Graphite is one of the allotropes of carbon. (See also allotropes of carbon.) Unlike diamond, graphite is a conductor, and can be used, for instance, as the material in the electrodes of an electrical arc lamp.
The pi orbital electrons delocalized across the hexagonal atomic sheets of carbon contribute the graphite's conductivity. In an oriented piece of graphite, conductivity parallel to these sheets is greater than that perpendicular to these sheets.
The loose coupling among the sheets in graphite contributes to another industrially important property -- graphite powder is used as a dry lubricant. Recent studies suggest that an effect called superlubricity can also account for this effect. Graphite is also used in pencils.
- Color is black silver.
- Luster is metallic to dull.
- Transparency crystals are opaque
- Crystal system is hexagonal; 6/m 2/m 2/m
- Crystal habits include massive lamellar veins and earthy masses, and scaly granules in metamorphic rocks.
- Hardness is 1 - 2
- Specific gravity is 2.2
- Cleavage is perfect in one direction.
- Fracture is flaky.
- Streak is black gray to brownish gray.
Associated minerals include quartz, calcite, micas, iron meteorites and tourmalines.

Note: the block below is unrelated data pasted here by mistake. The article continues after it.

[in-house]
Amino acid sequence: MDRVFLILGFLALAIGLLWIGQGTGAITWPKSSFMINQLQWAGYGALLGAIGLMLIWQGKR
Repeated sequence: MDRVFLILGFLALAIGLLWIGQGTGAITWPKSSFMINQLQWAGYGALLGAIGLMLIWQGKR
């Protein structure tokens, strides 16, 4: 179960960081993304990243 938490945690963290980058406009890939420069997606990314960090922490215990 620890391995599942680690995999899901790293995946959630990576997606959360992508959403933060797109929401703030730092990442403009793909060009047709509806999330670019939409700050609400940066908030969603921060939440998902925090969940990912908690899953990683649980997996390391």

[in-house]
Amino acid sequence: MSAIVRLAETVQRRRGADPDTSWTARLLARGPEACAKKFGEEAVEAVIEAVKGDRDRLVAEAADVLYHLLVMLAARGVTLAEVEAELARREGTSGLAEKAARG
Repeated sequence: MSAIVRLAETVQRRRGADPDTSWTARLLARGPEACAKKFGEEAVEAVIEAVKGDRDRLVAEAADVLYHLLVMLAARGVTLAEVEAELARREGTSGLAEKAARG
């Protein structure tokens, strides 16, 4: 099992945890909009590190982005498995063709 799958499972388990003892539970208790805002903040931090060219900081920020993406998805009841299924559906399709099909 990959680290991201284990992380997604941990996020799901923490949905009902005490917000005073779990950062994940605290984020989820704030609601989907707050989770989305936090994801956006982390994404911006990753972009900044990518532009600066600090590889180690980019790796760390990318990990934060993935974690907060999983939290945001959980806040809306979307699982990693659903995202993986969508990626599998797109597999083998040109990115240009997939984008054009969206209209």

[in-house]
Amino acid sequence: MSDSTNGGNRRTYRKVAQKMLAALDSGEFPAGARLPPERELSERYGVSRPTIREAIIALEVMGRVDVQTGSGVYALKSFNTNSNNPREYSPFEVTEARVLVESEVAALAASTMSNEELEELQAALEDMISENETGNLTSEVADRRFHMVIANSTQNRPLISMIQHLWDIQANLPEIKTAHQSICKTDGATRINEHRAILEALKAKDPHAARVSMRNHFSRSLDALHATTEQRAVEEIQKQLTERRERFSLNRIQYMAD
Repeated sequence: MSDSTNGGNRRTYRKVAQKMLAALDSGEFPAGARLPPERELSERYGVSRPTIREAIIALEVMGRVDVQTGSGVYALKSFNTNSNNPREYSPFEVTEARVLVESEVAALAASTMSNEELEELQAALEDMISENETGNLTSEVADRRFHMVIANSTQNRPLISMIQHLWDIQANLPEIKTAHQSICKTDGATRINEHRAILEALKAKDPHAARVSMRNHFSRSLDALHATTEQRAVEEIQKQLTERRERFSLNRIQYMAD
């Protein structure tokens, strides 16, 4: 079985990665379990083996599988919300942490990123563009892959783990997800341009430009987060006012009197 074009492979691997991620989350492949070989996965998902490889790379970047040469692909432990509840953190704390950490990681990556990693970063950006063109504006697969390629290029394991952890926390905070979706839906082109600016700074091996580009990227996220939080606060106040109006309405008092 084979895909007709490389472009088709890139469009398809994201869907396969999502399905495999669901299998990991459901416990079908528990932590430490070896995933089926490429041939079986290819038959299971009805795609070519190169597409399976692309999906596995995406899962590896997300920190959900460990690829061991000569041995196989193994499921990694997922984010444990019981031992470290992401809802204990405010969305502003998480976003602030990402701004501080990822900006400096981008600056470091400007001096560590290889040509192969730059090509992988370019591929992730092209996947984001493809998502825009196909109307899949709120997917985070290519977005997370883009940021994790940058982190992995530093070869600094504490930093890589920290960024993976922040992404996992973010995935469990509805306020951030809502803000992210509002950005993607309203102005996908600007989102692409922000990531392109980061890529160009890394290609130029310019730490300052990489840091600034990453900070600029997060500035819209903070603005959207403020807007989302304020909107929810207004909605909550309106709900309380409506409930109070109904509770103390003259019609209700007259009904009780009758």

Other characteristics: thin flakes are flexible but inelastic, mineral can leave black marks on hands and paper, conducts electricity. In graphite the effect superlubricity also takes place
Best field indicators are softness, luster, density and streak.
- Diamond is hardest mineral known to man, but graphite is one of the softest.
- Diamond is an excellent electrical insulator, but graphite is a conductor of electricity.
- Diamond is the ultimate abrasive, but graphite is a very good lubricant.
- Diamond is usually transparent, but graphite is opaque.
- Diamond crystallizes in the isometric system but graphite crystallizes in the hexagonal system.
The unit cell dimensions are a = b = 2.456 Å, c = 6.694 Å. The carbon-carbon bond length in the bulk form is 1.418 Å, and the interlayer spacing is c/2 = 3.347 Å.